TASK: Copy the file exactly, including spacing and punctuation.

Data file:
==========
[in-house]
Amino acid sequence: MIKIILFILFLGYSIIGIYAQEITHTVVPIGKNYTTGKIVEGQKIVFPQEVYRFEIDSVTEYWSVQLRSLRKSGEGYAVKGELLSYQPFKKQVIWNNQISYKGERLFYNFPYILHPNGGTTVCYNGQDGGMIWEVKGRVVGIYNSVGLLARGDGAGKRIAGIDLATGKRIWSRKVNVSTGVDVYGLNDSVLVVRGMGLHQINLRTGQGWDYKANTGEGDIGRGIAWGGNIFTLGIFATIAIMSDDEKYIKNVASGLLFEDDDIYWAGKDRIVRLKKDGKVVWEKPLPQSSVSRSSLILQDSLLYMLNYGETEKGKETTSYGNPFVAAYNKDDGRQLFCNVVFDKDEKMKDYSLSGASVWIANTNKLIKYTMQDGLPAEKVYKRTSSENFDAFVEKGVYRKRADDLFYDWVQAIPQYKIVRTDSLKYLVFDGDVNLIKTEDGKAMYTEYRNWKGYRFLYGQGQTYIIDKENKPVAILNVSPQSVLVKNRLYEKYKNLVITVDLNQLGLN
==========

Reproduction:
[in-house]
Amino acid sequence: MIKIILFILFLGYSIIGIYAQEITHTVVPIGKNYTTGKIVEGQKIVFPQEVYRFEIDSVTEYWSVQLRSLRKSGEGYAVKGELLSYQPFKKQVIWNNQISYKGERLFYNFPYILHPNGGTTVCYNGQDGGMIWEVKGRVVGIYNSVGLLARGDGAGKRIAGIDLATGKRIWSRKVNVSTGVDVYGLNDSVLVVRGMGLHQINLRTGQGWDYKANTGEGDIGRGIAWGGNIFTLGIFATIAIMSDDEKYIKNVASGLLFEDDDIYWAGKDRIVRLKKDGKVVWEKPLPQSSVSRSSLILQDSLLYMLNYGETEKGKETTSYGNPFVAAYNKDDGRQLFCNVVFDKDEKMKDYSLSGASVWIANTNKLIKYTMQDGLPAEKVYKRTSSENFDAFVEKGVYRKRADDLFYDWVQAIPQYKIVRTDSLKYLVFDGDVNLIKTEDGKAMYTEYRNWKGYRFLYGQGQTYIIDKENKPVAILNVSPQSVLVKNRLYEKYKNLVITVDLNQLGLN